One halakha that is dependant on the local custom is whether or not one can work on the fast day of the Ninth of Av, which commemorates the destruction of both the first and second Temples. According to the Mishna, even in places where the custom was to permit people to work on Tisha b’Av, Torah scholars refrained from working. Rabban Shimon ben Gamliel taught that it would be appropriate for everyone to consider himself a scholar with regard to this custom, i.e. that anyone who can, should refrain from work on the fast day.
Most of the special rules and regulations that apply on the Ninth of Av stem from traditions of aveilut – mourning. Just as someone who is in aveilut for a parent refrains from wearing leather shoes, engaging in sexual relations or learning Torah, similarly the community that is in mourning for the Temple refrains from these activities. Rabbi Shlomo Adani in his Melekhet Shlomo points out that the Sages did not establish work as one of the things that is forbidden on Tisha b’Av, even though someone who has a personal aveilut does not work, because the communal mourning over the Temple is aveilut yeshana – it is commemorative mourning over a historical event, not a recent one.
In the Gemara, Shmuel rules that the only true ta’anit tzibur – communal fast – in Babylon is Tisha b’Av. The other fast days do not begin in the evening, nor do they encompass other rules aside from the fast itself. This also indicates that the fast days enumerated in Massekhet Ta’anit on the occasion of drought, will never be established in the Babylonian exile.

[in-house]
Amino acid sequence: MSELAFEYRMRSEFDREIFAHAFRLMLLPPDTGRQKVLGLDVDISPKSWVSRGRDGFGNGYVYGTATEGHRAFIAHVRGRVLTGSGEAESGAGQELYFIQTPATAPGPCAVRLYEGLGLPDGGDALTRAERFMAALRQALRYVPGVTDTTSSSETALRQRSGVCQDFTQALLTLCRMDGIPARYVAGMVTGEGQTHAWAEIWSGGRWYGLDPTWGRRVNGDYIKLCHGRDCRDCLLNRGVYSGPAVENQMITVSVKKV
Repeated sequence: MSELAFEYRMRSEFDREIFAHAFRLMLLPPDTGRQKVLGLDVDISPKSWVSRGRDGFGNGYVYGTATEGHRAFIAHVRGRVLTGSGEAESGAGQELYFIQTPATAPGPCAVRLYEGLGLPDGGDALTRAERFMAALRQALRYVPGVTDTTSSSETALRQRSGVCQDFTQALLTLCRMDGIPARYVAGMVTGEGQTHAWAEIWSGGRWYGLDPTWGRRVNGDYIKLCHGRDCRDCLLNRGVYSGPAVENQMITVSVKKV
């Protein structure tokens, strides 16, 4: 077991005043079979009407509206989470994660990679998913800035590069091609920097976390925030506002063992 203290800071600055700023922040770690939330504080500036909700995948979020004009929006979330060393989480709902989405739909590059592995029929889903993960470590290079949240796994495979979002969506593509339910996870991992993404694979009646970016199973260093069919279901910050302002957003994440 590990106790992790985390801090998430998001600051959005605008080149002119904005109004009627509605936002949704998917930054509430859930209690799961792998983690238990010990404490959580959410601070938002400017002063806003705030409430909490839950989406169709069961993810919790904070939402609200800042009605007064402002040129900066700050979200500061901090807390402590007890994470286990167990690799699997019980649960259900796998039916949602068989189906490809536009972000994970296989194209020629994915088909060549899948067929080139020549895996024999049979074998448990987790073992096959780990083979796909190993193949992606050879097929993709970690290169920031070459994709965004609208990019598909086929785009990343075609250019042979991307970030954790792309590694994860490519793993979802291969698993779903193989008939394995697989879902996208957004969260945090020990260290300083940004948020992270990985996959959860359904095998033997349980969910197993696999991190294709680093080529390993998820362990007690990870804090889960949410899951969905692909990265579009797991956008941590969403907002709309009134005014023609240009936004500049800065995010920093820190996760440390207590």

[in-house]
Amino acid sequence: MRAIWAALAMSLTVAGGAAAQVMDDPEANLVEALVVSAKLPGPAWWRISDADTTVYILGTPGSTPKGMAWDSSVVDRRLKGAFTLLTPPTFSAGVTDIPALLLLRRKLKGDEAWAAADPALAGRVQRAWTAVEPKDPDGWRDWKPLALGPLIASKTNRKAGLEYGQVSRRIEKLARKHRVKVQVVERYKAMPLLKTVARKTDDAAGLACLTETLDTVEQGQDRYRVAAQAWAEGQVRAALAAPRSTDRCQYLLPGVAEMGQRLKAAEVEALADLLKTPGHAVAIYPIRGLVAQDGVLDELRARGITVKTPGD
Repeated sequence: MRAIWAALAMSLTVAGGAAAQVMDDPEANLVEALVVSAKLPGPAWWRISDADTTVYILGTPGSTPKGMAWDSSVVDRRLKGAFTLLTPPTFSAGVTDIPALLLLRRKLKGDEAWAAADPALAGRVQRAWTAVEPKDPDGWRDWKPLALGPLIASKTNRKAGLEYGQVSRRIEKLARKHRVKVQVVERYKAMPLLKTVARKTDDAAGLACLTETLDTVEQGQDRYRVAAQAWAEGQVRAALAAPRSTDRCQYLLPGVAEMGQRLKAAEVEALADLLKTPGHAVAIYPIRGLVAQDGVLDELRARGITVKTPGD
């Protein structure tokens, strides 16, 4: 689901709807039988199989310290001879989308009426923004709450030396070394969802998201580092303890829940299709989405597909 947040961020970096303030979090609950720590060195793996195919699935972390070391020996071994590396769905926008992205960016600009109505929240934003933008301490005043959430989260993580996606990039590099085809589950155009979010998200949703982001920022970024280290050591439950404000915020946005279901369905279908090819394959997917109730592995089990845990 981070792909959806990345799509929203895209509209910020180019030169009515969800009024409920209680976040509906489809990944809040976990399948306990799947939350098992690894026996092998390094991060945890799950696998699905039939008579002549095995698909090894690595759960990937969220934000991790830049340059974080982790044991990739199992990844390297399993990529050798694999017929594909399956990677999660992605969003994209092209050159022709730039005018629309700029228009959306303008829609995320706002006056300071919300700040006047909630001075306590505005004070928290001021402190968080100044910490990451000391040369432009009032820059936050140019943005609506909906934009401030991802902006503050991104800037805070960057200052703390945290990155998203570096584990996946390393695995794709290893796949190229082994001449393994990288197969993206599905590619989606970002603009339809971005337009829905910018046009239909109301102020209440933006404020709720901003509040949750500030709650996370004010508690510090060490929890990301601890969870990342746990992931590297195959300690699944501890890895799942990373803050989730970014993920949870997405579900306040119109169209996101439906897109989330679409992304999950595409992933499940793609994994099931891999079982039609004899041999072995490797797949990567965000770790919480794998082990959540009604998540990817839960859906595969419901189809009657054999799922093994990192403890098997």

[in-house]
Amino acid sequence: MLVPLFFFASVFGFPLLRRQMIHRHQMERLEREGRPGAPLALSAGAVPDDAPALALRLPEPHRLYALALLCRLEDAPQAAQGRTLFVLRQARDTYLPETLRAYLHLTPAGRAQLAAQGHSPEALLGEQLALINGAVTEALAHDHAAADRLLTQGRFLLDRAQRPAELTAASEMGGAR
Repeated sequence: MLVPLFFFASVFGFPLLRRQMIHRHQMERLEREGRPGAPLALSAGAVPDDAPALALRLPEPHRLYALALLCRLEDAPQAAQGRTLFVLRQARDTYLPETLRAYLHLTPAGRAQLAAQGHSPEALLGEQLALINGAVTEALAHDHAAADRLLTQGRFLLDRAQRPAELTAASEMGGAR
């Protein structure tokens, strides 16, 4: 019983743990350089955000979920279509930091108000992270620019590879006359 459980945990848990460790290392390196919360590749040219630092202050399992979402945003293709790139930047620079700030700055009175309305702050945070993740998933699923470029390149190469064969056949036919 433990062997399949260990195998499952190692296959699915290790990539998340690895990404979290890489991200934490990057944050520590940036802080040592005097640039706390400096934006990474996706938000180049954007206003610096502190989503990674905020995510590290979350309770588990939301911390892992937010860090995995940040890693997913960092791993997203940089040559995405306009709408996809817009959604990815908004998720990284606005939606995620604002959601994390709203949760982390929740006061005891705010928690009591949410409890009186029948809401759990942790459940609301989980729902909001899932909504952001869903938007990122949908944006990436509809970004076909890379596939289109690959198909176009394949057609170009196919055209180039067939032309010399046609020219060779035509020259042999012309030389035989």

The rishonim differ in their explanations of Shmuel’s ruling. Rashi explains that in Babylon there was no need to establish fast days for drought, since most of the local water needs were supplied by the Tigris and Euphrates rivers. The Me’iri adds that the ruling applies to other locations in the Diaspora, whose traditions are modeled after Babylon, even if there is a need for rain in those places. The Ra’avad argues that Shmuel intended that his ruling apply to all Diaspora communities, because the people in those communities were weak from their travails and the Sages desired to lighten their burdens regarding fast days. According to the Ramban, the Diaspora communities are not considered a true tzibur, they are seen as a group of individuals, so any decision to establish a public fast would not have the full stringencies of a ta’anit tzibur.